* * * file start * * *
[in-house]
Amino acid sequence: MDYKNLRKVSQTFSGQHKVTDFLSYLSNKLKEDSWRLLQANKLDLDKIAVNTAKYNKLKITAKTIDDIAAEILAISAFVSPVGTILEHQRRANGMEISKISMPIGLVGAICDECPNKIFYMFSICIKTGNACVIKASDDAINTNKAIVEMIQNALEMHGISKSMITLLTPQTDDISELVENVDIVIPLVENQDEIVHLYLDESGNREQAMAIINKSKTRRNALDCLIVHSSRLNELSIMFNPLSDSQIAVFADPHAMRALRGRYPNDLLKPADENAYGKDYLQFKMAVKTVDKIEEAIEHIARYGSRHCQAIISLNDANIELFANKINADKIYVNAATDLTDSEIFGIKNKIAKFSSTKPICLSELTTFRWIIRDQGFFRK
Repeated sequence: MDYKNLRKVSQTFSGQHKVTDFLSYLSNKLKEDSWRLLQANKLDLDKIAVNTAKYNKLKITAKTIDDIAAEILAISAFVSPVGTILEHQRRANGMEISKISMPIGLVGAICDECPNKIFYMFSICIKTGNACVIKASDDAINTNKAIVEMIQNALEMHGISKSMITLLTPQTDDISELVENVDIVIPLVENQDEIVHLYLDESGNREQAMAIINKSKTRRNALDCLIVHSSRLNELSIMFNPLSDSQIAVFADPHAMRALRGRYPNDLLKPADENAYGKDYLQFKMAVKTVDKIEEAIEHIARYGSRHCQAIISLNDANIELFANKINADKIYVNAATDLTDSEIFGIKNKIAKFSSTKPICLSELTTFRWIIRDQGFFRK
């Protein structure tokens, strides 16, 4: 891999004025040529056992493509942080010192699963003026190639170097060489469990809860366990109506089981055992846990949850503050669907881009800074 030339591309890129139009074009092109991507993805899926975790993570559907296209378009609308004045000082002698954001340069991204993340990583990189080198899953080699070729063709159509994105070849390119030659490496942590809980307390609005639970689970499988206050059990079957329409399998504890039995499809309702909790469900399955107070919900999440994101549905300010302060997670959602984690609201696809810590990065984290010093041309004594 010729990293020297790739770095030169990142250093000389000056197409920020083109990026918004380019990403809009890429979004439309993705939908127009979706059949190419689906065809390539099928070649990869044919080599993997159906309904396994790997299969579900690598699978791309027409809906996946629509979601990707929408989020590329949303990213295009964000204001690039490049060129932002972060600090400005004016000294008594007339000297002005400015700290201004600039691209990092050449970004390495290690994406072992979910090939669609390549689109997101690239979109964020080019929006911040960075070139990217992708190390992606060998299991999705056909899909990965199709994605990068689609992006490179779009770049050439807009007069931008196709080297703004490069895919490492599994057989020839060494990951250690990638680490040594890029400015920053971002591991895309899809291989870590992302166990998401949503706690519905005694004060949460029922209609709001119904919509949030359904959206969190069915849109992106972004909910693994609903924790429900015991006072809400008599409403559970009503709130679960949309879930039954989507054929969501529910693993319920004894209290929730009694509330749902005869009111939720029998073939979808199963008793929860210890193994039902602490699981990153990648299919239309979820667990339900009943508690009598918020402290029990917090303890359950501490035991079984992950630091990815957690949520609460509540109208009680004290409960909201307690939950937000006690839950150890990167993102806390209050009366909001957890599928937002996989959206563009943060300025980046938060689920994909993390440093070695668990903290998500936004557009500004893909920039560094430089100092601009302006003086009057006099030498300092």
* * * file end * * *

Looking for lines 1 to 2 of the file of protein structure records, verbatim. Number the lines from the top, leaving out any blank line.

[in-house]
Amino acid sequence: MDYKNLRKVSQTFSGQHKVTDFLSYLSNKLKEDSWRLLQANKLDLDKIAVNTAKYNKLKITAKTIDDIAAEILAISAFVSPVGTILEHQRRANGMEISKISMPIGLVGAICDECPNKIFYMFSICIKTGNACVIKASDDAINTNKAIVEMIQNALEMHGISKSMITLLTPQTDDISELVENVDIVIPLVENQDEIVHLYLDESGNREQAMAIINKSKTRRNALDCLIVHSSRLNELSIMFNPLSDSQIAVFADPHAMRALRGRYPNDLLKPADENAYGKDYLQFKMAVKTVDKIEEAIEHIARYGSRHCQAIISLNDANIELFANKINADKIYVNAATDLTDSEIFGIKNKIAKFSSTKPICLSELTTFRWIIRDQGFFRK